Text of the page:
How to Make Homemade Restructured Jerky - Recipe
How to Make Ground and Formed Jerky at Home.
Learn how to make Ground and Formed Jerky with Walton's and Meatgistics. Watch the video, read the guide, and then post your questions or comments below.
What Is Ground and Formed Jerky?
The simplest definition of Jerky is just meat that has been cured and dried. There are many different ways to make and process jerky the most common being sliced whole muscle or restructured jerky. I am going to be making a restructured jerky using the Weston #8 black series grinder, a meat mixer, a Walton’s Stuffer with the All-Around Jerky Maker and a smoker to cook and dehydrate it.
15 lb of lean beef
First thing you might want to do is to trim off the fat cap, since we are grinding this and then extruding it this is not 100% necessary and is just a personal preference. I am going to grind this meat twice, first through a 3/8 plate and then through a 1/8 inch plate. You could also use already ground beef purchased from a store if you don’t have a grinder. I’ve cut the meat into small pieces for this smaller #8 grinder. Make sure your plates and knives are sharp and well oiled to reduce stress on both the machine and the meat.
Now I am going to mix in the seasoning, cure and Smoked Meat Stabilizer. Smoked Meat Stabilizer should not be used with water, so we did not add any. It will start to gas out almost immediately and this can be very dangerous to breath. With ground and formed jerky some people like to get protein extraction and some do not, I recommend you mix until you have protein extraction for a better texture. So I am using the Weston Meat Mixer.
So now I am going to extrude this using a Waltons 7 lb sausage stuffer with the All Around Jerky Maker attached to it. This comes with a few different types of attachments, for this I am going to use the 2 slot die. As I extrude it the paper which sits underneath the Jerky Maker is going to move down the ramp with it. Now I am just going to keep extruding until I have everything in strips.
Smoked Meat Stabilizer should not be used with water, so we did not add any. It will start to gas out almost immediately and this can be very dangerous to breath.
Thermal Processing & Smoking for Home Smoking
Stage 1 - 130° F 1 Hour with Dampers Wide Open
Stage 2 - 145° F 2 Hours W/ Dampers 2/3rds Closed
Stage 3 - 175° F Until Internal Temp Reaches 160°
Thermal Processing & Smoking for Advanced Smokehouses
Stage 1 - 110° F 10 minutes Relative Humidity (RH) 68
Stage 2 - 130° F 20 Minutes RH 20
Stage 3 - 135° F 90 Minutes RH 30
Stage 4 - 155° F 60 Minutes RH 30
Stage 5 - 155° F 90 Minutes RH 0
Stage 6 - 180° F Until internal temp is 160° RH 0
There is no need to put jerky in an ice bath as it is so dry and thin that it will stop the cooking process quickly enough by itself. It is important to let the jerky sit out at room temperature for about an hour before vac packing to prevent condensation from forming inside the package.
We started out with 15 lb of meat and ended with 8 lb of jerky so that is just about 50% loss so we are right where we would expect to be with the ability to control humidity in our smoker. The All Around Jerky Maker really made this entire process much easier than trying to do this with a Jerky Gun though that will certainly work as well, it will just take longer. The flavor of the Dill Pickle Seasoning is awesome, if you like Dill Pickles, that seems obvious but this does have a strong dill flavor!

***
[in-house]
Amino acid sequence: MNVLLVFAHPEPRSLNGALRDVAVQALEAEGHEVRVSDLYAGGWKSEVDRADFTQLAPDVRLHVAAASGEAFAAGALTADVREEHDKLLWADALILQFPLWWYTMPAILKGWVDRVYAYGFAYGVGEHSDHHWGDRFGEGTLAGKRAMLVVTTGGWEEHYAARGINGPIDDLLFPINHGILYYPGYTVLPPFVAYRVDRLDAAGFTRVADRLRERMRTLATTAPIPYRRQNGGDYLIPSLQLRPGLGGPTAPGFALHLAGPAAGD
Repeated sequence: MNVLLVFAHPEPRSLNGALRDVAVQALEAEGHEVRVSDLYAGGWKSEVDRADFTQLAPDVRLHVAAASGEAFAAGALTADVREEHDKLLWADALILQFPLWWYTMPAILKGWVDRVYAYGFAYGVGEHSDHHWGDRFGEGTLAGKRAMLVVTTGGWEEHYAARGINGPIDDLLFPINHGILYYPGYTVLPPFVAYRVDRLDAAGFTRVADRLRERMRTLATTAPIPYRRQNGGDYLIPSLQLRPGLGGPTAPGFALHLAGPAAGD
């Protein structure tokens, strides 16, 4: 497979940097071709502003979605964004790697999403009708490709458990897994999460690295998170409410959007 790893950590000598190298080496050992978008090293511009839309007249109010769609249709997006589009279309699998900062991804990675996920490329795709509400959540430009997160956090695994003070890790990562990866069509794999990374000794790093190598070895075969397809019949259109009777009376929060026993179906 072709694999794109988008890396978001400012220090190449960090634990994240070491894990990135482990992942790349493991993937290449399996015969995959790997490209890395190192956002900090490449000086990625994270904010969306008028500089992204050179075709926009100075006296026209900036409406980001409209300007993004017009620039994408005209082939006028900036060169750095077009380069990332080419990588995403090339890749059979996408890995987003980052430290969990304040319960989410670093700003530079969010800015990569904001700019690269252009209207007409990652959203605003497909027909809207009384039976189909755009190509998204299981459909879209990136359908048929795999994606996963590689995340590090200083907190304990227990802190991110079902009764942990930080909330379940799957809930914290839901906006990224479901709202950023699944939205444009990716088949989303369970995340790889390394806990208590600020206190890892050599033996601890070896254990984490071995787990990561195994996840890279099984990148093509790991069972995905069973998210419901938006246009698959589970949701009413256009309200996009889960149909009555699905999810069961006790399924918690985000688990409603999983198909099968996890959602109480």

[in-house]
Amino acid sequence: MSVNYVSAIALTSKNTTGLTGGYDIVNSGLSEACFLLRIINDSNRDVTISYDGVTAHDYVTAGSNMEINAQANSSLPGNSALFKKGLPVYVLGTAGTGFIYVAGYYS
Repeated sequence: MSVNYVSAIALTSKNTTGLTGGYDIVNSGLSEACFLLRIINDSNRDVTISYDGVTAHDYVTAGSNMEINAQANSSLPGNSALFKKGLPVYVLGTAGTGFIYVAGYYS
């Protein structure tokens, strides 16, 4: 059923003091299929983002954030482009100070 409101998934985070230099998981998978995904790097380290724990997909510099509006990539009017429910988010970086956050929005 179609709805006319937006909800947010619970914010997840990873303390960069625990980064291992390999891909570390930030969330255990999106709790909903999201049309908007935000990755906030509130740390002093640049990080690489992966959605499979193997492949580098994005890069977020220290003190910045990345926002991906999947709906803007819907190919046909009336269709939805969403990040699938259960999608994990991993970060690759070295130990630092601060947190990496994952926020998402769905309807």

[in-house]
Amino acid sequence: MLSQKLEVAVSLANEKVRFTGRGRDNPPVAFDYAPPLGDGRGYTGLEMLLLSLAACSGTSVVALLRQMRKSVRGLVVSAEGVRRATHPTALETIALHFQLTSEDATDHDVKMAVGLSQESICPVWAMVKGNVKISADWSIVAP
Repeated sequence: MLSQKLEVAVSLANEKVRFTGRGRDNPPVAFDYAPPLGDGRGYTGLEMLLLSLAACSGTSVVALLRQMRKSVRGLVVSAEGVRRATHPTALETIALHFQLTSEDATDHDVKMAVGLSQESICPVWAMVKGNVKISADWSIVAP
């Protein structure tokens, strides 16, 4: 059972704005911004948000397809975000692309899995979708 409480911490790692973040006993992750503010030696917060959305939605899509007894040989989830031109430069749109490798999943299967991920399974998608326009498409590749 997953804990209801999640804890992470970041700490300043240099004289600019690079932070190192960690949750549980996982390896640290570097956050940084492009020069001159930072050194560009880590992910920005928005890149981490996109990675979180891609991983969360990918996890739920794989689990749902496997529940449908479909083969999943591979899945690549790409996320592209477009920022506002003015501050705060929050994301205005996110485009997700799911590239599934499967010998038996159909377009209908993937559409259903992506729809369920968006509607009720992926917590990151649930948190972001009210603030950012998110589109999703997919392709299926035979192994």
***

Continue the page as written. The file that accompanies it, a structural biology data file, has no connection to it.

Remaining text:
- Do not add water if you are using Smoked Meat Stabilizer
- If you do not use Smoked Meat Stabilizer you will want to hold your product overnight to allow the cure to work in the meat
Just to make sure that I put this in here as many times as possible, if you are using the Smoked Meat Stabilizer (which I did) do not add water to your product or it will gas out and create a gas cloud. You don’t need to be scared of this product just be careful with it.
Watch WaltonsTV: Ground and Formed Jerky
@cayenneman That is more like smoking pork butts or brisket. I did a whole wild turkey at 225F and since there is so little fat on them to start with I used it to make a turkey noodle soup and that little bit of extra smoke on the turkey is a game changer! I used the bones to make the stock and it also had a little smokeyness to it, delicious. Don’t be afraid to run the smoker up 225-250F. Just make sure get it warm and dry before putting the smoke to it so it will stick better.
@rhjbarney That is the second time in recent weeks I have heard sausage referred to as Cigars, I like it and I am sure I can come up with a clever (for me at least) social media post about it. Also, I use a lot of the pictures our users post here on Walton’s Instagram, Facebook and twitter accounts and also Meratgistics Face Book accounts. Consider this my shameless plug to follow our social media accounts.
@Boxie Give us as much information as you can on your process and we will see if we can figure it out. So, it was 60% pork and 40% venison? What cuts of pork did you use? How much water, what seasoning, what was your mixing and grinding like, did you get enough protein extraction, what was your smoke schedule?. Pretty much as much detail as you can give will help because at 60/40 with carrot fiber there is no reason it should be dry.
Oh, and what tye of sausage were you making?